Technical Library: 2187 (Page 1 of 1)

Controlling Moisture in Printed Circuit Boards

Technical Library | 2019-05-01 23:18:27.0

Moisture can accelerate various failure mechanisms in printed circuit board assemblies. Moisture can be initially present in the epoxy glass prepreg, absorbed during the wet processes in printed circuit board manufacturing, or diffuse into the printed circuit board during storage. Moisture can reside in the resin, resin/glass interfaces, and micro-cracks or voids due to defects. Higher reflow temperatures associated with lead-free processing increase the vapor pressure, which can lead to higher amounts of moisture uptake compared to eutectic tin-lead reflow processes. In addition to cohesive or adhesive failures within the printed circuit board that lead to cracking and delamination, moisture can also lead to the creation of low impedance paths due to metal migration, interfacial degradation resulting in conductive filament formation, and changes in dimensional stability. Studies have shown that moisture can also reduce the glass-transition temperature and increase the dielectric constant, leading to a reduction in circuit switching speeds and an increase in propagation delay times. This paper provides an overview of printed circuit board fabrication, followed by a brief discussion of moisture diffusion processes, governing models, and dependent variables. We then present guidelines for printed circuit board handling and storage during various stages of production and fabrication so as to mitigate moisture-induced failures.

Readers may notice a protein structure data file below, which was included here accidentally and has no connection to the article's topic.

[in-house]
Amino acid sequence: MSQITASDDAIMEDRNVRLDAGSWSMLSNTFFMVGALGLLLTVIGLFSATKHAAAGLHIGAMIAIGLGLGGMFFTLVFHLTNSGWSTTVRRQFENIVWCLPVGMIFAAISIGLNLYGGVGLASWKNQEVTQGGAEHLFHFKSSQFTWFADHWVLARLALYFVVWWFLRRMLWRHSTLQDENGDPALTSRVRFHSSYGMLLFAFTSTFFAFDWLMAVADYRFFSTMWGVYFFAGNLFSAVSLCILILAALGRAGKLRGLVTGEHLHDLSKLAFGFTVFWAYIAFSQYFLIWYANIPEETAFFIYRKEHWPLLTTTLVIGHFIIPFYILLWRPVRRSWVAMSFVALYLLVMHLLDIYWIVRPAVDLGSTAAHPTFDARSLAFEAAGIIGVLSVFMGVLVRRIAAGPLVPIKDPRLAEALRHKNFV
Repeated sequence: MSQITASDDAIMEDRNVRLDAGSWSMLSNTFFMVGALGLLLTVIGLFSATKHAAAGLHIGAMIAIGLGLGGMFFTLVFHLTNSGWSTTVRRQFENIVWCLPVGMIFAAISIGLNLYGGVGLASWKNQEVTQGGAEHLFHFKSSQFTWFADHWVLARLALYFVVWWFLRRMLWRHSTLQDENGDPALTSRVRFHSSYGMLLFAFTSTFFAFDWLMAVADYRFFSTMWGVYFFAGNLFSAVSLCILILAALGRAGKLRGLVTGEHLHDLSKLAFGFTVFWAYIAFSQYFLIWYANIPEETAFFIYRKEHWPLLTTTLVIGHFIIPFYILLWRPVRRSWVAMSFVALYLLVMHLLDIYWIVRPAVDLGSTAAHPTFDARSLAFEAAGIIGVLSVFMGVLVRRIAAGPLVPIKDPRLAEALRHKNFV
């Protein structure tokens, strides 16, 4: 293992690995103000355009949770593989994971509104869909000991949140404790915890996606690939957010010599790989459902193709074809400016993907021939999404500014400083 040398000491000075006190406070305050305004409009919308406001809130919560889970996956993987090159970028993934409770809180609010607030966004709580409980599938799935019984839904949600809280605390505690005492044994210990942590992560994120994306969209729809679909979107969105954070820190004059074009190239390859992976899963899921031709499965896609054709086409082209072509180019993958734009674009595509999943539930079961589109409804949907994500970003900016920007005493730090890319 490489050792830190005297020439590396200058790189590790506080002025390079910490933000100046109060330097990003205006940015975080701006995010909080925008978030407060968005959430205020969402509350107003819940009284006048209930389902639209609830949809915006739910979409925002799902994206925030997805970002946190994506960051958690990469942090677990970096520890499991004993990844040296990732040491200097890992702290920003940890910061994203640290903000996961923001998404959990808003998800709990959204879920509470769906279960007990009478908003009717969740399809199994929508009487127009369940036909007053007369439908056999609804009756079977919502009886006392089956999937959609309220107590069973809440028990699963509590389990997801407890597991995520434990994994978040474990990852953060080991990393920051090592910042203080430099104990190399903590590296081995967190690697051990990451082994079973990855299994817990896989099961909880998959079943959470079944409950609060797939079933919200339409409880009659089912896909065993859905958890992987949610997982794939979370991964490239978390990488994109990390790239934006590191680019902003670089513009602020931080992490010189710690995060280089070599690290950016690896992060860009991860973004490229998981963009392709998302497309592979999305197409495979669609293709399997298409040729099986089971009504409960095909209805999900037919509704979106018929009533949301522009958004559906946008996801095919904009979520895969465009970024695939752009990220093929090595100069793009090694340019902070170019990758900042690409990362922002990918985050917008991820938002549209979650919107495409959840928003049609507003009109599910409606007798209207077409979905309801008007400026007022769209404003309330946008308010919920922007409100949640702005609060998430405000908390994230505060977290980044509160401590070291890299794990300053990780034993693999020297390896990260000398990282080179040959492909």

CALCE Center for Advanced Life Cycle Engineering

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